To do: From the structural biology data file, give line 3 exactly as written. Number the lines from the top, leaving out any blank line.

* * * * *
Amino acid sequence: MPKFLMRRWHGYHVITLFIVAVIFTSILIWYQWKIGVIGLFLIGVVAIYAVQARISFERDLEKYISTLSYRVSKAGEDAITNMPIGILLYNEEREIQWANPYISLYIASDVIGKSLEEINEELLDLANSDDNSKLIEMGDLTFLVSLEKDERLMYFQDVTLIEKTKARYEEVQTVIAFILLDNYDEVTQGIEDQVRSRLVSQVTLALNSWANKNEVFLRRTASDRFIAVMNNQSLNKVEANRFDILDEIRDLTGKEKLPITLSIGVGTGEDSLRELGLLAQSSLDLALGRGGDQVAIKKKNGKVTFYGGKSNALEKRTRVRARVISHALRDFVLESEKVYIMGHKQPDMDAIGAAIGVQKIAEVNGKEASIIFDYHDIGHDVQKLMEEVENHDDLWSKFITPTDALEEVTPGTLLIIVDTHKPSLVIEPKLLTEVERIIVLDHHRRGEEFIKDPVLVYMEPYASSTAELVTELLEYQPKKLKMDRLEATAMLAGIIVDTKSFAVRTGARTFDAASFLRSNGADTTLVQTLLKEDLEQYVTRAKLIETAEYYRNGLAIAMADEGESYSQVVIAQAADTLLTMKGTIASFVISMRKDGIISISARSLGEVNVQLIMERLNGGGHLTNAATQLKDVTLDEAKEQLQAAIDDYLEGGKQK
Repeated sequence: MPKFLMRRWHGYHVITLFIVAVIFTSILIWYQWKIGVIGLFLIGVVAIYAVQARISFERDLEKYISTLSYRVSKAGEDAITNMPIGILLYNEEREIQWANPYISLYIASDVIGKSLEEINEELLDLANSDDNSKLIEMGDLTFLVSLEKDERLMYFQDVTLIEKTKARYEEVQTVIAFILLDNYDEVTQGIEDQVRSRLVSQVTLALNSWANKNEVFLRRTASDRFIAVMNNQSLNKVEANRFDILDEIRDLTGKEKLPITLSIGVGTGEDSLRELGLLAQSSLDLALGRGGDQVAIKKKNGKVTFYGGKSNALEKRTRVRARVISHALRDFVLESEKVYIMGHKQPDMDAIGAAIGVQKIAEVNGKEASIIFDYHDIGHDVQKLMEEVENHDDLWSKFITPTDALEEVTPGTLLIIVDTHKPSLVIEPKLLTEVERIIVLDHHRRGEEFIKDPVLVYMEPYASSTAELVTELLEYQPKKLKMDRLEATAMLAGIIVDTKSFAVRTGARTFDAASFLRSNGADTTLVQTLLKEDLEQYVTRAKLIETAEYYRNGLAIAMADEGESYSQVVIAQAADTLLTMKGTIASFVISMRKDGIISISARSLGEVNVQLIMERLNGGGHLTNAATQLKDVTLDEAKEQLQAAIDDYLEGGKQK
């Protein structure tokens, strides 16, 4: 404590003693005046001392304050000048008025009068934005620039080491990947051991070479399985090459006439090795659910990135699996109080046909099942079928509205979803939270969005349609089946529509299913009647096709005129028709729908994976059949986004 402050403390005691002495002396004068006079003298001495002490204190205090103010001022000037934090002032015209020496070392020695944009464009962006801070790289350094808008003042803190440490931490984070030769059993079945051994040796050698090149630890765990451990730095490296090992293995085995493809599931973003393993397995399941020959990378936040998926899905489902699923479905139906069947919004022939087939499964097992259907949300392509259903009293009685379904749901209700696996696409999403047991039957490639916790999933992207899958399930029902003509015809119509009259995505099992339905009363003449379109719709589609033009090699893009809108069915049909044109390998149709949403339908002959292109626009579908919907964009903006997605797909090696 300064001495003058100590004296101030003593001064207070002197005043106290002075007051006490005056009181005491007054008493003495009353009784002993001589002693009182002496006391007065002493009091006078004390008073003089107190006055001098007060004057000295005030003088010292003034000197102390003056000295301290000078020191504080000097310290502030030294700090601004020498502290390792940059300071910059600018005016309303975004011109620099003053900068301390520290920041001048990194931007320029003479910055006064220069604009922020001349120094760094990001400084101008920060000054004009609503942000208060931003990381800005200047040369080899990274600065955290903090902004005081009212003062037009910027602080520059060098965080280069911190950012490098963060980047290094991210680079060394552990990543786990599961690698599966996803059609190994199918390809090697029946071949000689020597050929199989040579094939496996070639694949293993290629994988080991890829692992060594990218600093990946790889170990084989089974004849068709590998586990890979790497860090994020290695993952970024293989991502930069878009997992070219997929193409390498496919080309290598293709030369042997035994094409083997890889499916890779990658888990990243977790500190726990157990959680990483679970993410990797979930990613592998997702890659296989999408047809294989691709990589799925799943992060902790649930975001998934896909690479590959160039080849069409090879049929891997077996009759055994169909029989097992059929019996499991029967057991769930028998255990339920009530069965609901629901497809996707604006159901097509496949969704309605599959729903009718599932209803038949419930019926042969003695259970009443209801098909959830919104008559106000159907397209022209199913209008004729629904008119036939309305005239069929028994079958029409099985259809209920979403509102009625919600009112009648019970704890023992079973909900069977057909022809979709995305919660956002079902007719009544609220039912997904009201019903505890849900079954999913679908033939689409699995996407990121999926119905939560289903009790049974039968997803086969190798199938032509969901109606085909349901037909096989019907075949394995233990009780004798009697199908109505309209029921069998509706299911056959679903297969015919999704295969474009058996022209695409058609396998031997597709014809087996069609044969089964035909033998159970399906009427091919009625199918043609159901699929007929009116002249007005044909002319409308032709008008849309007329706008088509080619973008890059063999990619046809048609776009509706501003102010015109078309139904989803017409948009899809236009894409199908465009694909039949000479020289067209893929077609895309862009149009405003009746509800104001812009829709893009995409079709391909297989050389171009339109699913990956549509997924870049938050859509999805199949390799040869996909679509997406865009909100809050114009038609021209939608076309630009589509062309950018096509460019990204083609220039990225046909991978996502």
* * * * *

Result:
């Protein structure tokens, strides 16, 4: 404590003693005046001392304050000048008025009068934005620039080491990947051991070479399985090459006439090795659910990135699996109080046909099942079928509205979803939270969005349609089946529509299913009647096709005129028709729908994976059949986004 402050403390005691002495002396004068006079003298001495002490204190205090103010001022000037934090002032015209020496070392020695944009464009962006801070790289350094808008003042803190440490931490984070030769059993079945051994040796050698090149630890765990451990730095490296090992293995085995493809599931973003393993397995399941020959990378936040998926899905489902699923479905139906069947919004022939087939499964097992259907949300392509259903009293009685379904749901209700696996696409999403047991039957490639916790999933992207899958399930029902003509015809119509009259995505099992339905009363003449379109719709589609033009090699893009809108069915049909044109390998149709949403339908002959292109626009579908919907964009903006997605797909090696 300064001495003058100590004296101030003593001064207070002197005043106290002075007051006490005056009181005491007054008493003495009353009784002993001589002693009182002496006391007065002493009091006078004390008073003089107190006055001098007060004057000295005030003088010292003034000197102390003056000295301290000078020191504080000097310290502030030294700090601004020498502290390792940059300071910059600018005016309303975004011109620099003053900068301390520290920041001048990194931007320029003479910055006064220069604009922020001349120094760094990001400084101008920060000054004009609503942000208060931003990381800005200047040369080899990274600065955290903090902004005081009212003062037009910027602080520059060098965080280069911190950012490098963060980047290094991210680079060394552990990543786990599961690698599966996803059609190994199918390809090697029946071949000689020597050929199989040579094939496996070639694949293993290629994988080991890829692992060594990218600093990946790889170990084989089974004849068709590998586990890979790497860090994020290695993952970024293989991502930069878009997992070219997929193409390498496919080309290598293709030369042997035994094409083997890889499916890779990658888990990243977790500190726990157990959680990483679970993410990797979930990613592998997702890659296989999408047809294989691709990589799925799943992060902790649930975001998934896909690479590959160039080849069409090879049929891997077996009759055994169909029989097992059929019996499991029967057991769930028998255990339920009530069965609901629901497809996707604006159901097509496949969704309605599959729903009718599932209803038949419930019926042969003695259970009443209801098909959830919104008559106000159907397209022209199913209008004729629904008119036939309305005239069929028994079958029409099985259809209920979403509102009625919600009112009648019970704890023992079973909900069977057909022809979709995305919660956002079902007719009544609220039912997904009201019903505890849900079954999913679908033939689409699995996407990121999926119905939560289903009790049974039968997803086969190798199938032509969901109606085909349901037909096989019907075949394995233990009780004798009697199908109505309209029921069998509706299911056959679903297969015919999704295969474009058996022209695409058609396998031997597709014809087996069609044969089964035909033998159970399906009427091919009625199918043609159901699929007929009116002249007005044909002319409308032709008008849309007329706008088509080619973008890059063999990619046809048609776009509706501003102010015109078309139904989803017409948009899809236009894409199908465009694909039949000479020289067209893929077609895309862009149009405003009746509800104001812009829709893009995409079709391909297989050389171009339109699913990956549509997924870049938050859509999805199949390799040869996909679509997406865009909100809050114009038609021209939608076309630009589509062309950018096509460019990204083609220039990225046909991978996502």